For example, yesterday the New York Times Web site carried an article about the theoretician of nonviolence, Gene Sharp. He seems to be rediscovered by the mainstream press every time "people power" becomes a significant factor somewhere--whether in Belgrade, Tehran, or Cairo. My first encounter with his writings was back in the early 1970's, when I was trying to decide for myself whether nonviolence had any relationship to the real world. At that time I was also devouring the works of historian Peter Brock, for the same reasons. In the context of the war in Viet Nam and the Cold War, I was particularly intrigued by Sharp's theories of nonviolent civilian defense.
As I've said before, when I turned from being pro-war to nonviolence, a transformation that I recorded day-by-day in my diaries for 1968 and 1969, I didn't realize that the transformation I was experiencing was a path that many others had taken over the centuries. I thought at first that our generation had figured out something new! When I learned that peace actually had an ancient heritage, thanks to Gene Sharp, Peter Brock, and others, it was a huge encouragement--because I was getting no reinforcement at all from my family. ("Don't forget, we are officer class!" said my mother. But later I heard from my uncle Axel Heyerdahl about the nonviolent resistance of the Norwegian teachers under Nazi occupation--he had witnessed it himself as a pupil.) Given my family's anti-church stance, it was startling to realize how deeply Christian much of the historic peace movement had been--Brock's books are very clear on this point. In God's timing, this surely contributed to my own decision for Christ in 1974.
(Friday PS: Joel Sax via Facebook mentioned that February 20 will be the anniversary of the Norwegian teachers' coordinated rejection of the Nazi requirements. Joel provided this link.)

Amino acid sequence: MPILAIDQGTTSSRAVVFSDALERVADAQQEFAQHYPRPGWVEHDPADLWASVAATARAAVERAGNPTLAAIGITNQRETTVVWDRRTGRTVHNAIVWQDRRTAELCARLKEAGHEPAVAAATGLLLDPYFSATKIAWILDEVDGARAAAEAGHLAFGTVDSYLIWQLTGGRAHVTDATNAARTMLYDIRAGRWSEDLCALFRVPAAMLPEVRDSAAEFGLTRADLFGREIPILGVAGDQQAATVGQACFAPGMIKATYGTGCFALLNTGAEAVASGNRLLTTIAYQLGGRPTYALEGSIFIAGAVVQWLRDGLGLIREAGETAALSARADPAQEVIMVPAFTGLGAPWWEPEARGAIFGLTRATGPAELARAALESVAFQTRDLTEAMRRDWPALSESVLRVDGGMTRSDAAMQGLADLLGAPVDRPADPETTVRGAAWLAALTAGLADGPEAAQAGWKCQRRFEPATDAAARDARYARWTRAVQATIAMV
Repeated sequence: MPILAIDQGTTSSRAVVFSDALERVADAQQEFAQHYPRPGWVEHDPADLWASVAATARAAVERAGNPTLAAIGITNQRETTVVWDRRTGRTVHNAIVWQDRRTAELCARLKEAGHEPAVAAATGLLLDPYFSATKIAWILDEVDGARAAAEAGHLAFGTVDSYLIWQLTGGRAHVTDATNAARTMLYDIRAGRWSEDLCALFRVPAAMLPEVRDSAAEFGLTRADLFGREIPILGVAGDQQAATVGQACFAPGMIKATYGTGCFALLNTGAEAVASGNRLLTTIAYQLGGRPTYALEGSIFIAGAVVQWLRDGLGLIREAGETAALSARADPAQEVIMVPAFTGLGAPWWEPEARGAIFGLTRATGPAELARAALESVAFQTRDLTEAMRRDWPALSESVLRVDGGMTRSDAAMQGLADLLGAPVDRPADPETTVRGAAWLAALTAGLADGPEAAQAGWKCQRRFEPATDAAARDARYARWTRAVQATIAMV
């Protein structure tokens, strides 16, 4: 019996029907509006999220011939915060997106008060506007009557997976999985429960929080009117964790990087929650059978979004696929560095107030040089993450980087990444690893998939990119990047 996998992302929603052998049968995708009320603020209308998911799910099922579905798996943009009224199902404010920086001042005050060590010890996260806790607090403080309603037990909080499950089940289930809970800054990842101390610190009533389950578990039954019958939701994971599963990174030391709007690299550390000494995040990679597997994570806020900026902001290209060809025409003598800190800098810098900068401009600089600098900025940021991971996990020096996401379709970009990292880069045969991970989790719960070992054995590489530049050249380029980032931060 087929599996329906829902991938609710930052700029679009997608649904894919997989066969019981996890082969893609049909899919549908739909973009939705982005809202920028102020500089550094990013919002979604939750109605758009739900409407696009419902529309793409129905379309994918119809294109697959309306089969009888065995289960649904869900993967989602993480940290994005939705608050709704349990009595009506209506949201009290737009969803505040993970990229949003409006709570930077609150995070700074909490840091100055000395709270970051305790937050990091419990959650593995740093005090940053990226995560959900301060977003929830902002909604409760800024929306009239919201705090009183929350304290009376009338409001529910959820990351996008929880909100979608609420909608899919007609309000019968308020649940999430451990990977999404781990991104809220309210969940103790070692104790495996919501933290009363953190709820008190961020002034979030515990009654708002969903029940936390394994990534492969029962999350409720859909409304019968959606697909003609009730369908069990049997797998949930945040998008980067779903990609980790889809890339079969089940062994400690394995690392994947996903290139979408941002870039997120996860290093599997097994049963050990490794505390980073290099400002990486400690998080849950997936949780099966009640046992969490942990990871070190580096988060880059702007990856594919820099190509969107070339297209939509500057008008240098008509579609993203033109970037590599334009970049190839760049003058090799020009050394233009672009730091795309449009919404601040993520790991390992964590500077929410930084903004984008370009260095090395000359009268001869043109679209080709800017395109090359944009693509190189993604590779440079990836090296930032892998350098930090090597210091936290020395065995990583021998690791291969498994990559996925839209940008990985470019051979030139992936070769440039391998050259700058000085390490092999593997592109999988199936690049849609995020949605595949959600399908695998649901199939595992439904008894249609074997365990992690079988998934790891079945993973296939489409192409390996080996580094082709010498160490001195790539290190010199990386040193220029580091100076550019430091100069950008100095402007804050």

Last week I mentioned the Rachel Maddow show and its segment on apparent U.S. intelligence failures--especially in light of the upheaval in Egypt. She explicitly related the recent protests in Egypt, and those of 2009 in Iran, with the tactics of nonviolence demonstrated during the sit-ins of the U.S. civil rights movement. This seemed to suggest some promising material for one of my classes at our language institute, so we began preparing material based on that history. Thankfully, we were able to locate a copy of the Public Broadcasting series Eyes on the Prize, which is a treasure trove of film footage from that era, and--what's important for my language class--plenty of good audio for listening comprehension exercises! In one powerful segment from episode 3 ("Ain't Scared of Your Jails"), Frederick Leonard describes what awaited Freedom Riders in Jackson, Mississippi: "nonviolently" disembarking from the buses, straight into paddy wagons, a kangaroo court, and prison.
In the penitentiary, Parchman, we were only allowed one book, that was the Bible. So we did a lot of singing, praying too, but a lot of singing. And those folks just couldn't understood how we could be happy, singing. So they would say, "Shut up! Shut up!" And the women, we could hear the women on the other side, they'd sing to us and we'd sing to them. So they came to us, "If you don't shut up, we're taking mattresses." That didn't bother us, we kept singing. So they came through and took our mattresses. I let my mattress go, everybody let their mattress go. The next night, they gave us our mattress back, mattresses back. So we start singing again.